I'm surprised a rescue sent him home without all that stuff already done. That's odd.
Don't freak out over cost -- we can probably help you figure out how to get it all done for a lot less. However, what's your plan for future vet care costs? This can be a very expensive breed to own. Most of us who own this breed have known too many $1,000+ vet bills over our lives. Good pet insurance for illness and injury costs about $50/mo (through Healthy Paws, for example) -- but you still have to be able to front the cost on a credit card while you wait a few weeks for reimbursement.
For neutering...ask the rescue for a list of low-cost speuter resources -- or simply Google "low-cost neuter clinic [your town/county]." These speuter clinics are usually concentrated in larger towns, but it's common to be able to get it done for $100 or less at partially grant-funded places (and some of them may even do it for free, depending on your income). Those places also usually do very low-cost annual vaxing (you can also find low-cost vaxing at feed store clinics and at THRIVE clinics, located in certain Petco stores).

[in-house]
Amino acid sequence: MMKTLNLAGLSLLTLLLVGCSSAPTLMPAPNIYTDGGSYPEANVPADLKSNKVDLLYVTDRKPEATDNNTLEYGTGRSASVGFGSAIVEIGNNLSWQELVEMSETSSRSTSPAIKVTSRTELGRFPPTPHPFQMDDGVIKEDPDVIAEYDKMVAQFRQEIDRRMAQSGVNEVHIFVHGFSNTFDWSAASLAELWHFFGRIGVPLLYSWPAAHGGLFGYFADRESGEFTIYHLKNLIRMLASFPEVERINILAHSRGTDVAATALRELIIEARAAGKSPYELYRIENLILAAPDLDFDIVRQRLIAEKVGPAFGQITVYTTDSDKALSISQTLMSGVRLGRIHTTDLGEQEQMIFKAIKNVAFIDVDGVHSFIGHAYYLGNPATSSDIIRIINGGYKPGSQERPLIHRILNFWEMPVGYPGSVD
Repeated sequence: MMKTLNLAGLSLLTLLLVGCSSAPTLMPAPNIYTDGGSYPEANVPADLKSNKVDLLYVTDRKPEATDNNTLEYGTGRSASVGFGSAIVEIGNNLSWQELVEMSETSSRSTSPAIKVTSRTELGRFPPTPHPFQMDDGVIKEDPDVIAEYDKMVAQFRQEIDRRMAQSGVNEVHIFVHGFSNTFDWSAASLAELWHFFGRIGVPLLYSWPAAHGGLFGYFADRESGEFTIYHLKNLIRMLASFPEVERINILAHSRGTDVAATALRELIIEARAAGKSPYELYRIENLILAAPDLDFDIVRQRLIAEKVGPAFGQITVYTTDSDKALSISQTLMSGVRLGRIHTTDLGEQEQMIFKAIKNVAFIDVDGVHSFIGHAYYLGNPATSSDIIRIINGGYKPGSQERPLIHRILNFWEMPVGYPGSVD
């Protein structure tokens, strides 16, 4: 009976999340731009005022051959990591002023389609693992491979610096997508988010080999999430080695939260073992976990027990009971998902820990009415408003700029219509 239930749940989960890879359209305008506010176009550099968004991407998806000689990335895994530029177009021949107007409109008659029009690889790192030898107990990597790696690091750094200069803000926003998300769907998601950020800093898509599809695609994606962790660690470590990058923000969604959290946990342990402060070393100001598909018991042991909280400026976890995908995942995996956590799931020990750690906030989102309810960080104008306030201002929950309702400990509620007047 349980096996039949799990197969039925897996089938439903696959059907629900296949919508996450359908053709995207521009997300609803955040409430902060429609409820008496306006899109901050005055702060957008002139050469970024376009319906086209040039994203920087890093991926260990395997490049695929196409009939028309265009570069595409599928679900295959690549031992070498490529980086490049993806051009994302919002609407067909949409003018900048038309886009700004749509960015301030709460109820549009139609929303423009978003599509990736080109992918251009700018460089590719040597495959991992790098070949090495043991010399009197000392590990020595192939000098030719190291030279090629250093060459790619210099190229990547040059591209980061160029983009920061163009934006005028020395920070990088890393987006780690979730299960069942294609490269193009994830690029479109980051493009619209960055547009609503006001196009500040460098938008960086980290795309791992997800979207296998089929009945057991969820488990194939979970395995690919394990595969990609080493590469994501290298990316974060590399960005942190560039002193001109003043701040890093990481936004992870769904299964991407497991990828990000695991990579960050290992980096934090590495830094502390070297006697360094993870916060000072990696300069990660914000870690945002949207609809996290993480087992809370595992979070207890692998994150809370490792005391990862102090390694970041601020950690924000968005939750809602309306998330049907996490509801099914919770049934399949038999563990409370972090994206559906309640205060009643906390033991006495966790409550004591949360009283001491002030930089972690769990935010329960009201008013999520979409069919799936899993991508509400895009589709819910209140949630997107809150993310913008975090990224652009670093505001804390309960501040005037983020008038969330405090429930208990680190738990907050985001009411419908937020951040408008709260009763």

In CA, you can also use very inexpensive HW prevention because it works well against the kind of Heartworms there (and No Cal does have heartworms, unfortunately) -- you can spend as little as $5/mo ($30/6-pack) if you buy a generic with the same active ingredient as Heartguard online with your vet's RX (ask for Iverheart Plus or Triheart plus).
Check out this thread for useful info on bringing down cost of basic vet care:
As for cats, our rescue's cat-owning fosters make the cats off-limits and don't allow dogs to chase cats *at all* (even in play). The cats decide when they want to make contact with a calm dog. Interestingly, quite a few of the GSDs we've taken in seem to really love cats -- letting cats groom them and even "make biscuits" on their fur, etc. A few need to be whacked by a cat one time to stop pestering the cat and learn respect. A minority will chase them and never can be safe unsupervised with them. Most can be taught to at least ignore them. Don't assume the worst yet, but be very vigilant and firm.
A two-week shut down would be very beneficial to help the dog adjust to your home, your critters, and your daily rhythm -- you can find lots of threads about it in the archives.